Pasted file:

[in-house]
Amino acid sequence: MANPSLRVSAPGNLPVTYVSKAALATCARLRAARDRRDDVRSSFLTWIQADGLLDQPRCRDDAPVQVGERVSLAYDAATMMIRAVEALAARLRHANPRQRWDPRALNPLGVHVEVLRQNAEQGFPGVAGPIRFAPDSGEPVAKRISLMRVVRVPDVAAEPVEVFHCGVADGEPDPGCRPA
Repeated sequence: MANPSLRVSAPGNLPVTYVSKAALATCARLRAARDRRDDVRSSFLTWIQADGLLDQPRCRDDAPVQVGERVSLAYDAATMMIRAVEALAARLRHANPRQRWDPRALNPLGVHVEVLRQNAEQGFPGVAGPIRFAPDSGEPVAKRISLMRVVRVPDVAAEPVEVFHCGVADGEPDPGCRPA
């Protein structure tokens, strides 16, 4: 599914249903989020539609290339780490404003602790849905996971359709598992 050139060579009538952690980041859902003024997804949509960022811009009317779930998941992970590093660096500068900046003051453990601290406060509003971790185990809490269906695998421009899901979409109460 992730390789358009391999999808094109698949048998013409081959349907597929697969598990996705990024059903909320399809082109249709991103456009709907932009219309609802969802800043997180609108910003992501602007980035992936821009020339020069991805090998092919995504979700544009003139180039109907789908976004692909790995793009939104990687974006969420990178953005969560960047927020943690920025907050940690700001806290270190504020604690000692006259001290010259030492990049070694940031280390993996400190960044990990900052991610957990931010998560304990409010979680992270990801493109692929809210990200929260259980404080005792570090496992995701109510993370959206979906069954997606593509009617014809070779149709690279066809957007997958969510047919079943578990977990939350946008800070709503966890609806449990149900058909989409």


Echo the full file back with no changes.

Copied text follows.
[in-house]
Amino acid sequence: MANPSLRVSAPGNLPVTYVSKAALATCARLRAARDRRDDVRSSFLTWIQADGLLDQPRCRDDAPVQVGERVSLAYDAATMMIRAVEALAARLRHANPRQRWDPRALNPLGVHVEVLRQNAEQGFPGVAGPIRFAPDSGEPVAKRISLMRVVRVPDVAAEPVEVFHCGVADGEPDPGCRPA
Repeated sequence: MANPSLRVSAPGNLPVTYVSKAALATCARLRAARDRRDDVRSSFLTWIQADGLLDQPRCRDDAPVQVGERVSLAYDAATMMIRAVEALAARLRHANPRQRWDPRALNPLGVHVEVLRQNAEQGFPGVAGPIRFAPDSGEPVAKRISLMRVVRVPDVAAEPVEVFHCGVADGEPDPGCRPA
């Protein structure tokens, strides 16, 4: 599914249903989020539609290339780490404003602790849905996971359709598992 050139060579009538952690980041859902003024997804949509960022811009009317779930998941992970590093660096500068900046003051453990601290406060509003971790185990809490269906695998421009899901979409109460 992730390789358009391999999808094109698949048998013409081959349907597929697969598990996705990024059903909320399809082109249709991103456009709907932009219309609802969802800043997180609108910003992501602007980035992936821009020339020069991805090998092919995504979700544009003139180039109907789908976004692909790995793009939104990687974006969420990178953005969560960047927020943690920025907050940690700001806290270190504020604690000692006259001290010259030492990049070694940031280390993996400190960044990990900052991610957990931010998560304990409010979680992270990801493109692929809210990200929260259980404080005792570090496992995701109510993370959206979906069954997606593509009617014809070779149709690279066809957007997958969510047919079943578990977990939350946008800070709503966890609806449990149900058909989409």